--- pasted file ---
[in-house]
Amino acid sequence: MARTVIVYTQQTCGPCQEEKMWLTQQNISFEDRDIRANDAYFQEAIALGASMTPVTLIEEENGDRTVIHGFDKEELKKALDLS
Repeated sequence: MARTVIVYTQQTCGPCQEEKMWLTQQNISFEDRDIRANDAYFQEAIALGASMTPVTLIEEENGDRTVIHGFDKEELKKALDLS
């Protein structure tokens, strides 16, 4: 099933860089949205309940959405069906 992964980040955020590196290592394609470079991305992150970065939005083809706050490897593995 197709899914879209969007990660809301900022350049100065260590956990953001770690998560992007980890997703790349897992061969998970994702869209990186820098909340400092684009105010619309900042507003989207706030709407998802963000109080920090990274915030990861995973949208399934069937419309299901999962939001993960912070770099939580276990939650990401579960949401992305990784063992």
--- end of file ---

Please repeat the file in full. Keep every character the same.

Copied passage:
[in-house]
Amino acid sequence: MARTVIVYTQQTCGPCQEEKMWLTQQNISFEDRDIRANDAYFQEAIALGASMTPVTLIEEENGDRTVIHGFDKEELKKALDLS
Repeated sequence: MARTVIVYTQQTCGPCQEEKMWLTQQNISFEDRDIRANDAYFQEAIALGASMTPVTLIEEENGDRTVIHGFDKEELKKALDLS
């Protein structure tokens, strides 16, 4: 099933860089949205309940959405069906 992964980040955020590196290592394609470079991305992150970065939005083809706050490897593995 197709899914879209969007990660809301900022350049100065260590956990953001770690998560992007980890997703790349897992061969998970994702869209990186820098909340400092684009105010619309900042507003989207706030709407998802963000109080920090990274915030990861995973949208399934069937419309299901999962939001993960912070770099939580276990939650990401579960949401992305990784063992």